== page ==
Monthly Archives: June 2009

What Lies Beneath: De-junking the Lake!

Today was Gundicha Marjana, a day when hundreds of years ago in Puri, on the East coast of India, worshippers of Lord Jagannath gathered to cleanse the Gundicha temple from top to bottom. They took a vow to speak only Krishna’s name whilst they worked –  splashing water everywhere and competing to see who could sweep up the most dirt. At the end of  long day of cleaning they lined up with the piles they’d collected. Whoever hadn’t collected enough was required to pay a tax in sweets and other delectable goodies. Afterwards they feasted together and cleansed their hearts by continuing to chant the names of the Lord.

At Bhaktivedanta Manor today, a big clean up was scheduled to commemorate this event. Some of us youth really wanted to get involved, so we chose the most interesting sounding task (anything involving waders, water and litter pickers is a recipe for fun!) – cleaning up the lake.

Armpit high trousers are all the rage this season.

We boated around for four hours, dredging up foul smelling plastic bags; broken deities; tennis balls; crisp packets; bottles and cans; and even a jewellery case! Our top find had to be coconuts – we pulled up about one hundred, in various states of decay.

As we worked, the water began to look more sparkly…Prahlad got the enviable task of paddling the boat of giggling girls around.

Because many visitors view the temple lake as a holy place, they seem to feel that this means it’s acceptable to throw any puja remnants or offerings into the water. As for the rubbish – I have no idea what’s going on there. Sometimes people’s attitude toward the environment is totally unfathomable.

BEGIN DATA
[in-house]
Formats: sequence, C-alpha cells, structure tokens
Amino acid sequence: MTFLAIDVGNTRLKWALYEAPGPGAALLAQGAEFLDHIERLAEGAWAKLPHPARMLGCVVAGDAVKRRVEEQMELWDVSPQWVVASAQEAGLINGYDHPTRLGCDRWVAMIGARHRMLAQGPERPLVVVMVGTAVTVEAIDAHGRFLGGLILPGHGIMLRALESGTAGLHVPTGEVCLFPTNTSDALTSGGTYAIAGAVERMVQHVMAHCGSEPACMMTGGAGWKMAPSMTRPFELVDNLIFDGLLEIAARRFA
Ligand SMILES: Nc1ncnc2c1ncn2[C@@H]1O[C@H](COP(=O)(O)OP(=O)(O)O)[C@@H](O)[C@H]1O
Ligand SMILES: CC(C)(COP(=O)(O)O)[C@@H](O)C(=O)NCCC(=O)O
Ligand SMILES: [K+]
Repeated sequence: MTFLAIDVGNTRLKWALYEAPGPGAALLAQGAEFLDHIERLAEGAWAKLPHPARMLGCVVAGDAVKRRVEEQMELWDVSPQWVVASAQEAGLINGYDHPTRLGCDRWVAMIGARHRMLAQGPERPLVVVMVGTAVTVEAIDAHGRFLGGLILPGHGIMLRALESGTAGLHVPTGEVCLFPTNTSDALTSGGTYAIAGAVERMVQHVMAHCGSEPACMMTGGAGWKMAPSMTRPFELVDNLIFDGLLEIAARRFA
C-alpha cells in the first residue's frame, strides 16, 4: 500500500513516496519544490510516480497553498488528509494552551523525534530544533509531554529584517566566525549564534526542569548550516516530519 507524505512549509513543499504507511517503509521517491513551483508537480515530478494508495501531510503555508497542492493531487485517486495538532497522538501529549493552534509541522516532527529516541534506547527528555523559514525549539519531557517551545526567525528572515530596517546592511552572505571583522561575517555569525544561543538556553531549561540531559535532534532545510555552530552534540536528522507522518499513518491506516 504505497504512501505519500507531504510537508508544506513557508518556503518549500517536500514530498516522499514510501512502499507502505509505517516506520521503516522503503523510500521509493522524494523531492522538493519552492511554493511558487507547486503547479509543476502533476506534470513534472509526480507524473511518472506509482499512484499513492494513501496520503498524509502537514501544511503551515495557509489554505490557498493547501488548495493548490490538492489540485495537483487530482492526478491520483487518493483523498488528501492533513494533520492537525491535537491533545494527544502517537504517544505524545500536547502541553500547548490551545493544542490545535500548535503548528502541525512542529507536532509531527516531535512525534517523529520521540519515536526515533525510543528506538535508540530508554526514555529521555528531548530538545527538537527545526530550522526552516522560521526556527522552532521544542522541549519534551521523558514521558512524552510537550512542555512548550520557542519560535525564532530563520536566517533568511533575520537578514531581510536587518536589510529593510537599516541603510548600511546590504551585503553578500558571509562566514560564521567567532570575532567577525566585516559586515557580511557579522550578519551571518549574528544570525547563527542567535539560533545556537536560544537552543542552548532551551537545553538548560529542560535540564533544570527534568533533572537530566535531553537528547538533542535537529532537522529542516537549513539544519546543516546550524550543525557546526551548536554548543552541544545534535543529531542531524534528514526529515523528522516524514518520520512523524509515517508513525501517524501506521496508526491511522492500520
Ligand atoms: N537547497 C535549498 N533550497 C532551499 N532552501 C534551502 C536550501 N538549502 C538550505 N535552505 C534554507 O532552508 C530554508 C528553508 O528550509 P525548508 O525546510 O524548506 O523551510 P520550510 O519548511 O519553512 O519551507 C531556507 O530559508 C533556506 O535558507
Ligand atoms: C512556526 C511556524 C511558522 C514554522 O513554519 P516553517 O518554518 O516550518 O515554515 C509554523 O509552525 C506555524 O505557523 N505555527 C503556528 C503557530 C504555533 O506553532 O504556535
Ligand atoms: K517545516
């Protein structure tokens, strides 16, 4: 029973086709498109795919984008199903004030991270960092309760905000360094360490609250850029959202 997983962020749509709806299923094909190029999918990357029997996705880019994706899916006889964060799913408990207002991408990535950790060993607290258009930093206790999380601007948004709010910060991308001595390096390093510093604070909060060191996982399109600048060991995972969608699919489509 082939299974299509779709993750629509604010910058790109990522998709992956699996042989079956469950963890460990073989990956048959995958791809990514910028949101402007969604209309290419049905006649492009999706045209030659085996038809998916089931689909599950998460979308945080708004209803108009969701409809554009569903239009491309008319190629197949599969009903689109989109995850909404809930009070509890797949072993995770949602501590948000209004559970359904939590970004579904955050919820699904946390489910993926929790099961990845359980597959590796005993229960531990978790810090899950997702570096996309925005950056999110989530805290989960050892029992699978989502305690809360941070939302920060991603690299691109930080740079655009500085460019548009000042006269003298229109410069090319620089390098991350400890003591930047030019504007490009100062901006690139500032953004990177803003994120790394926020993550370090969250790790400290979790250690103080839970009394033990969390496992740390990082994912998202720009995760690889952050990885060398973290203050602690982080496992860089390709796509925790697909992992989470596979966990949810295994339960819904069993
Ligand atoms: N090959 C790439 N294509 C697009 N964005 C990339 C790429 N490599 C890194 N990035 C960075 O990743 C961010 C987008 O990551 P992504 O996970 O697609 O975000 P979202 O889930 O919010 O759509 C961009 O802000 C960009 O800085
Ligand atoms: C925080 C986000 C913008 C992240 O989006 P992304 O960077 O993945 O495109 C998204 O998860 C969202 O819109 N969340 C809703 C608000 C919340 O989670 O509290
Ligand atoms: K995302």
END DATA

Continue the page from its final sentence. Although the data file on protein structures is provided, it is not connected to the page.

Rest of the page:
Cleaning the dock. You missed a spot Mohini.

We had great fun though. It was the perfect day to be wading around in the (albeit stinky) water – clear, hot and sunny.By lunchtime we had pulled out six bags of rubbish, and dumped it into a more appropriate resting place – the skip.

As for the deities, we could hardly consider them rubbish. They stayed by the lake – presiding over the muddy waters…

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G is for Graduation, Gratitude, and also ‘Goodbye’.

I graduated last month, and whilst initially I was just enjoying the feeling of not having to sit at my computer, racking my brains and consulting a stack of books, for the past week or so I’ve been tying up loose ends and preparing to leave England for yet another summer.

Part of leaving has been saying thank you to all of those people who have helped me, taught me, inspired me or just been friends to me. If that seems a bit final, perhaps it’s only because we often wait until the last moment to show gratitude. I think it’s so important, and I’m really trying to remind myself to make a point of appreciating people as a natural habit.

Since I’ve had more time lately, my gratitude has been coming out creatively, which has been doubly satisfying.

I’ve also had time for other little creative projects, like designing things for the new farm shop at the Manor.